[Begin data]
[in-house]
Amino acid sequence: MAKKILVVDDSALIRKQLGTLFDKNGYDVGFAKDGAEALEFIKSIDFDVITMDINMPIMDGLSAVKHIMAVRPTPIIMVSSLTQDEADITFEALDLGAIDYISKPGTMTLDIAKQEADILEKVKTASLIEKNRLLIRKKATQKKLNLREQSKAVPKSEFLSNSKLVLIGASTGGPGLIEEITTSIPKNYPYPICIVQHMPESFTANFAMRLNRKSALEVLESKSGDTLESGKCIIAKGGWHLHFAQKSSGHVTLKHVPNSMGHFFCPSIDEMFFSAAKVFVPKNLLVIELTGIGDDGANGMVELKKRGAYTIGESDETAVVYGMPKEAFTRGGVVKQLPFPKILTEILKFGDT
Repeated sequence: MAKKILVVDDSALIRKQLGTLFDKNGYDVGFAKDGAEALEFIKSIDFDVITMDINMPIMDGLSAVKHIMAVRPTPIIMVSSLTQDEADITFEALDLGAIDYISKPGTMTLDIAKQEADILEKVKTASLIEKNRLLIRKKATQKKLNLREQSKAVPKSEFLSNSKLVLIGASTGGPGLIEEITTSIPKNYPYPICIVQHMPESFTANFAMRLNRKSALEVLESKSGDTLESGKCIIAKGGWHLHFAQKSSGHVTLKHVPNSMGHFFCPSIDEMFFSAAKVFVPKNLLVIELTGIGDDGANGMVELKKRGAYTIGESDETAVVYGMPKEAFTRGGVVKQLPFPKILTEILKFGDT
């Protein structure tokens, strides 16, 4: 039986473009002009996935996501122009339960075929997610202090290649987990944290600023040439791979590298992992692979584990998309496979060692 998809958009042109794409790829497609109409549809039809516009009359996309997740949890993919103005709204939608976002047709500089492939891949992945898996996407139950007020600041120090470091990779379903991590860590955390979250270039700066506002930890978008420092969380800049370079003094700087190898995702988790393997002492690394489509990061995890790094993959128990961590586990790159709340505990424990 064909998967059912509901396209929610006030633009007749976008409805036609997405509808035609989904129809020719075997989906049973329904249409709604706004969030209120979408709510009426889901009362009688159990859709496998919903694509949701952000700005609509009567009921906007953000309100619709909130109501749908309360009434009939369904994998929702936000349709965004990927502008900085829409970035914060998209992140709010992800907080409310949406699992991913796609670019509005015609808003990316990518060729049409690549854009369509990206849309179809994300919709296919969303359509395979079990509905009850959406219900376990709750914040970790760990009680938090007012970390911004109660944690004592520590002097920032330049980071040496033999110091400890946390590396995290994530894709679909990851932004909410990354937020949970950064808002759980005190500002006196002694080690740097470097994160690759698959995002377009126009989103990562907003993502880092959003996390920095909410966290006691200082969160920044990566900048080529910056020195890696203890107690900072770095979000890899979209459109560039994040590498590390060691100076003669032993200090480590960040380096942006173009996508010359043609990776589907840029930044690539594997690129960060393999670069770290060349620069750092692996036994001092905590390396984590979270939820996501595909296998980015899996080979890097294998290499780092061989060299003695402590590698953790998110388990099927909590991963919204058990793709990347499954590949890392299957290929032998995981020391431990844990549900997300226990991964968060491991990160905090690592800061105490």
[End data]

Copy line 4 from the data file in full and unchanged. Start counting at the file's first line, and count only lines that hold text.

């Protein structure tokens, strides 16, 4: 039986473009002009996935996501122009339960075929997610202090290649987990944290600023040439791979590298992992692979584990998309496979060692 998809958009042109794409790829497609109409549809039809516009009359996309997740949890993919103005709204939608976002047709500089492939891949992945898996996407139950007020600041120090470091990779379903991590860590955390979250270039700066506002930890978008420092969380800049370079003094700087190898995702988790393997002492690394489509990061995890790094993959128990961590586990790159709340505990424990 064909998967059912509901396209929610006030633009007749976008409805036609997405509808035609989904129809020719075997989906049973329904249409709604706004969030209120979408709510009426889901009362009688159990859709496998919903694509949701952000700005609509009567009921906007953000309100619709909130109501749908309360009434009939369904994998929702936000349709965004990927502008900085829409970035914060998209992140709010992800907080409310949406699992991913796609670019509005015609808003990316990518060729049409690549854009369509990206849309179809994300919709296919969303359509395979079990509905009850959406219900376990709750914040970790760990009680938090007012970390911004109660944690004592520590002097920032330049980071040496033999110091400890946390590396995290994530894709679909990851932004909410990354937020949970950064808002759980005190500002006196002694080690740097470097994160690759698959995002377009126009989103990562907003993502880092959003996390920095909410966290006691200082969160920044990566900048080529910056020195890696203890107690900072770095979000890899979209459109560039994040590498590390060691100076003669032993200090480590960040380096942006173009996508010359043609990776589907840029930044690539594997690129960060393999670069770290060349620069750092692996036994001092905590390396984590979270939820996501595909296998980015899996080979890097294998290499780092061989060299003695402590590698953790998110388990099927909590991963919204058990793709990347499954590949890392299957290929032998995981020391431990844990549900997300226990991964968060491991990160905090690592800061105490």